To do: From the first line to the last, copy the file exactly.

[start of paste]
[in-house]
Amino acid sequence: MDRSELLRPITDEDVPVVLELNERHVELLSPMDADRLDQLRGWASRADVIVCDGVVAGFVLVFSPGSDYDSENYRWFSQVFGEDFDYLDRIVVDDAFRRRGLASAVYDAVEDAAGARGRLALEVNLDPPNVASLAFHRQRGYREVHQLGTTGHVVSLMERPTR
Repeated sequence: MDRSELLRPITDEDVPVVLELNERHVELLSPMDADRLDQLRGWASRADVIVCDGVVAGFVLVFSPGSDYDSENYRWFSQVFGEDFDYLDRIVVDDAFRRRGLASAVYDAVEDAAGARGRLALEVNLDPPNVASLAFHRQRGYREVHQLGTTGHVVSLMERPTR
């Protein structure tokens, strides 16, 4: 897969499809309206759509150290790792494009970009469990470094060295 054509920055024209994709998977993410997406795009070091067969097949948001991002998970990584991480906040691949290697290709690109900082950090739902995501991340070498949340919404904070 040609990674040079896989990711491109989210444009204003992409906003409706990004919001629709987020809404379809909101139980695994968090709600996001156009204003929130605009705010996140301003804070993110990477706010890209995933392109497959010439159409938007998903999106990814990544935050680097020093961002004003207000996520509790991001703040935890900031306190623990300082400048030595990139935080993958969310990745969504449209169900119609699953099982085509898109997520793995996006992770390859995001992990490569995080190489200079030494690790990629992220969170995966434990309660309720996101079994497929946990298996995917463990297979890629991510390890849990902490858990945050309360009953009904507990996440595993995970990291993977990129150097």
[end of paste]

[in-house]
Amino acid sequence: MDRSELLRPITDEDVPVVLELNERHVELLSPMDADRLDQLRGWASRADVIVCDGVVAGFVLVFSPGSDYDSENYRWFSQVFGEDFDYLDRIVVDDAFRRRGLASAVYDAVEDAAGARGRLALEVNLDPPNVASLAFHRQRGYREVHQLGTTGHVVSLMERPTR
Repeated sequence: MDRSELLRPITDEDVPVVLELNERHVELLSPMDADRLDQLRGWASRADVIVCDGVVAGFVLVFSPGSDYDSENYRWFSQVFGEDFDYLDRIVVDDAFRRRGLASAVYDAVEDAAGARGRLALEVNLDPPNVASLAFHRQRGYREVHQLGTTGHVVSLMERPTR
């Protein structure tokens, strides 16, 4: 897969499809309206759509150290790792494009970009469990470094060295 054509920055024209994709998977993410997406795009070091067969097949948001991002998970990584991480906040691949290697290709690109900082950090739902995501991340070498949340919404904070 040609990674040079896989990711491109989210444009204003992409906003409706990004919001629709987020809404379809909101139980695994968090709600996001156009204003929130605009705010996140301003804070993110990477706010890209995933392109497959010439159409938007998903999106990814990544935050680097020093961002004003207000996520509790991001703040935890900031306190623990300082400048030595990139935080993958969310990745969504449209169900119609699953099982085509898109997520793995996006992770390859995001992990490569995080190489200079030494690790990629992220969170995966434990309660309720996101079994497929946990298996995917463990297979890629991510390890849990902490858990945050309360009953009904507990996440595993995970990291993977990129150097």